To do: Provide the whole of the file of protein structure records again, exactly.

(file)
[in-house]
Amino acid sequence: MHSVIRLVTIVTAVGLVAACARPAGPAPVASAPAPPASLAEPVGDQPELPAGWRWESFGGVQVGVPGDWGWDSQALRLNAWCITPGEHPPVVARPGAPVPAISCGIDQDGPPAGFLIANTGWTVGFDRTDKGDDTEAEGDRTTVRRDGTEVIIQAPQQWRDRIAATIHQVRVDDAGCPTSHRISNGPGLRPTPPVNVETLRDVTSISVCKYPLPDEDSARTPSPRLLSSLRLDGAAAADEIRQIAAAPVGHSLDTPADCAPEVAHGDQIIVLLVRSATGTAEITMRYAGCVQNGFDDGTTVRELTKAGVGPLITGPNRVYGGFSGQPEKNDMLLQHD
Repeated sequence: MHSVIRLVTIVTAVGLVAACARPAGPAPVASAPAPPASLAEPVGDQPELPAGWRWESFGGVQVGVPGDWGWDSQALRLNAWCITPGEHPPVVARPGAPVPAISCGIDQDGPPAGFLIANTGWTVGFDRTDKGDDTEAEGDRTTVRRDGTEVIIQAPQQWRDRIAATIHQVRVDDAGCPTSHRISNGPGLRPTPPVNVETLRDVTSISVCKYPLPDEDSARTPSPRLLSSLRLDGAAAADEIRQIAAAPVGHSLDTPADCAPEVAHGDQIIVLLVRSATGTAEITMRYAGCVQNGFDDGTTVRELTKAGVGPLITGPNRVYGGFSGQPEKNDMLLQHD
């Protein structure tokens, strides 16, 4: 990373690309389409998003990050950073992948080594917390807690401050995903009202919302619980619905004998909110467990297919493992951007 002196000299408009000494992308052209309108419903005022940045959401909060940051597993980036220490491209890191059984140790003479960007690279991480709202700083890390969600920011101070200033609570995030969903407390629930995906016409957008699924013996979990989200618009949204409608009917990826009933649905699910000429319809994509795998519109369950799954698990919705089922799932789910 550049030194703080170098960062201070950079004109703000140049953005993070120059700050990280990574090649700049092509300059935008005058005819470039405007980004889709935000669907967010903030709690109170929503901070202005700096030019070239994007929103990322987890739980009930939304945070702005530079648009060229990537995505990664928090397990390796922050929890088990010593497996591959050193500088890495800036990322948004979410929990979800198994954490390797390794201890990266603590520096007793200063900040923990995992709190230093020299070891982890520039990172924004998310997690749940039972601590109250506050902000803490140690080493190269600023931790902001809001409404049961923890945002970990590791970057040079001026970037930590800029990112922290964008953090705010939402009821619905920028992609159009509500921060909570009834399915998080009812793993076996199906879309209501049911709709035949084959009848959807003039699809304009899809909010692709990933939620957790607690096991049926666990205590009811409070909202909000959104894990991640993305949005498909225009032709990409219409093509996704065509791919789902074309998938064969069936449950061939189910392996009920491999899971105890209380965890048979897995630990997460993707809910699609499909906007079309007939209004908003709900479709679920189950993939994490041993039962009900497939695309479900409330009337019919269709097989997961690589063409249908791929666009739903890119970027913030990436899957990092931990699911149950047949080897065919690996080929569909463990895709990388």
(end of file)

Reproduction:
[in-house]
Amino acid sequence: MHSVIRLVTIVTAVGLVAACARPAGPAPVASAPAPPASLAEPVGDQPELPAGWRWESFGGVQVGVPGDWGWDSQALRLNAWCITPGEHPPVVARPGAPVPAISCGIDQDGPPAGFLIANTGWTVGFDRTDKGDDTEAEGDRTTVRRDGTEVIIQAPQQWRDRIAATIHQVRVDDAGCPTSHRISNGPGLRPTPPVNVETLRDVTSISVCKYPLPDEDSARTPSPRLLSSLRLDGAAAADEIRQIAAAPVGHSLDTPADCAPEVAHGDQIIVLLVRSATGTAEITMRYAGCVQNGFDDGTTVRELTKAGVGPLITGPNRVYGGFSGQPEKNDMLLQHD
Repeated sequence: MHSVIRLVTIVTAVGLVAACARPAGPAPVASAPAPPASLAEPVGDQPELPAGWRWESFGGVQVGVPGDWGWDSQALRLNAWCITPGEHPPVVARPGAPVPAISCGIDQDGPPAGFLIANTGWTVGFDRTDKGDDTEAEGDRTTVRRDGTEVIIQAPQQWRDRIAATIHQVRVDDAGCPTSHRISNGPGLRPTPPVNVETLRDVTSISVCKYPLPDEDSARTPSPRLLSSLRLDGAAAADEIRQIAAAPVGHSLDTPADCAPEVAHGDQIIVLLVRSATGTAEITMRYAGCVQNGFDDGTTVRELTKAGVGPLITGPNRVYGGFSGQPEKNDMLLQHD
């Protein structure tokens, strides 16, 4: 990373690309389409998003990050950073992948080594917390807690401050995903009202919302619980619905004998909110467990297919493992951007 002196000299408009000494992308052209309108419903005022940045959401909060940051597993980036220490491209890191059984140790003479960007690279991480709202700083890390969600920011101070200033609570995030969903407390629930995906016409957008699924013996979990989200618009949204409608009917990826009933649905699910000429319809994509795998519109369950799954698990919705089922799932789910 550049030194703080170098960062201070950079004109703000140049953005993070120059700050990280990574090649700049092509300059935008005058005819470039405007980004889709935000669907967010903030709690109170929503901070202005700096030019070239994007929103990322987890739980009930939304945070702005530079648009060229990537995505990664928090397990390796922050929890088990010593497996591959050193500088890495800036990322948004979410929990979800198994954490390797390794201890990266603590520096007793200063900040923990995992709190230093020299070891982890520039990172924004998310997690749940039972601590109250506050902000803490140690080493190269600023931790902001809001409404049961923890945002970990590791970057040079001026970037930590800029990112922290964008953090705010939402009821619905920028992609159009509500921060909570009834399915998080009812793993076996199906879309209501049911709709035949084959009848959807003039699809304009899809909010692709990933939620957790607690096991049926666990205590009811409070909202909000959104894990991640993305949005498909225009032709990409219409093509996704065509791919789902074309998938064969069936449950061939189910392996009920491999899971105890209380965890048979897995630990997460993707809910699609499909906007079309007939209004908003709900479709679920189950993939994490041993039962009900497939695309479900409330009337019919269709097989997961690589063409249908791929666009739903890119970027913030990436899957990092931990699911149950047949080897065919690996080929569909463990895709990388």